On magazine layout design and behind-the-scenes of my work as a designer. Check out some of my work on the website

How I created a stylist’s logo

Natasha came to me with the task of designing a personal logo. She tailors her clients’ style of clothing and plans entire dressing rooms. There is more to her work than just changing clothes. Each client changes from the inside out and works through specific challenges and fears through the image. One day I would like to see such a specialist too :-)

I started the job with a conversation, of course. Natasha talked about herself, her work, her values, her plans and wishes, and the process began.

When working on a personal logo, it’s difficult to get an idea right the first time; it depends a lot on the client’s inner feelings. That’s why, more often than not, the first choice is like a finger in the sky. In this case, I took as my image the first association with a wardrobe — a coat rack.

Google showed me dozens of hangers-on and logos with them:

I noticed that the hangers were all at the same angle. Then I found a photo like this:

That’s the angle I decided to work with.

I also made up the initials (Natasha Miagkova)

I’ve made a video of sketching the logo: Watch this on YouTube.

I drew one hanger:

Put the three together in a row as if they were hanging on a bar but didn’t like the way they stuck together:

Separated the hangers:

I’m trying different variations — with a bar, thinner, thicker, reflected on the left, on slats:

None of this hooks me

Drawing a hanger with parallel lines:

Putting together three hangers on a bar:

I also saw this connection:

At the same time, I’m considering a couple of options with initials, but I don’t like them:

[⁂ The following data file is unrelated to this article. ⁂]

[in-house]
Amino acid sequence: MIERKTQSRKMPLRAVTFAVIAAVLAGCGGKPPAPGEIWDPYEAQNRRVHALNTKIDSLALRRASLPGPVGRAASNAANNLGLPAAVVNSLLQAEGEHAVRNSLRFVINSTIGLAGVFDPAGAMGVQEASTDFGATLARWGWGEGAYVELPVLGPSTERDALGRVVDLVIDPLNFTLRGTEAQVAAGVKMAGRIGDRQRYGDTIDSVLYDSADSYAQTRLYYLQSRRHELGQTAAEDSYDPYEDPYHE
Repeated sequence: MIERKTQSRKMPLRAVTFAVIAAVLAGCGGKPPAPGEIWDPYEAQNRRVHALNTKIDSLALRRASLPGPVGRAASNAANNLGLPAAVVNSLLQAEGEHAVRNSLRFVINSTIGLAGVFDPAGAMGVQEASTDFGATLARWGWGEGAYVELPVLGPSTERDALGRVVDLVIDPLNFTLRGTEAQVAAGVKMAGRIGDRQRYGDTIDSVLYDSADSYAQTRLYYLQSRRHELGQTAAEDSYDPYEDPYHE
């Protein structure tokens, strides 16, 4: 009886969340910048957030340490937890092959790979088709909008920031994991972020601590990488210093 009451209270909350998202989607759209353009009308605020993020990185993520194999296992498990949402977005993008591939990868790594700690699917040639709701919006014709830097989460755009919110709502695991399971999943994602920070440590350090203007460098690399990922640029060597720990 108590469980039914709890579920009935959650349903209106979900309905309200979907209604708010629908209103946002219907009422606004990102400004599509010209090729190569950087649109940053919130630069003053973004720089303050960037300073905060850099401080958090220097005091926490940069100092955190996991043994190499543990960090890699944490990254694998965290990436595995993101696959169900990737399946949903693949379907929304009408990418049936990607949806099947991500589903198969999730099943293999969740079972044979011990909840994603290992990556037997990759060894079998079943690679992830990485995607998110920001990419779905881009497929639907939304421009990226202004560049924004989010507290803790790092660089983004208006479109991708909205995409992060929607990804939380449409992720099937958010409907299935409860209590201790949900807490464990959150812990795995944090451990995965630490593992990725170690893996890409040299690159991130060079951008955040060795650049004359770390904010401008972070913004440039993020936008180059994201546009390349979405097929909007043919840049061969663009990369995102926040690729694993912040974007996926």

I go back to the hangers and assemble the logo with different fonts:

I choose the middle option and put together a presentation:

I get comments from Natasha — the image doesn’t fit and seems harsh. Natasha also asks for a font where all the letters “A” would be without a horizontal stroke. I show her:

There were too many “roofs”, so I rejected it, and Natalia agreed

Natasha is the type of client I love the most! She is involved in the process and works with me while subtly respecting the boundaries while remaining precisely a client :-)

We discuss where we are going next. Natasha is also active, which helps the process a lot. She has found images and logo options that she likes in some way, and we have identified three types of logos that we will try to make:

  1. A variant with handwritten initials or last name.
  2. A logo with a monogram sign.
  3. A variant with a sign consisting of two images — a lotus and a corset. The lotus image she likes and the corset is an attributes of a woman’s wardrobe.

I decided to start with options two and three, but first, I google what monograms already exist. There are, of course, a great many of them:

Sketched out a new batch of sketches:

Drawing a monogram and a lotus corset in a vector: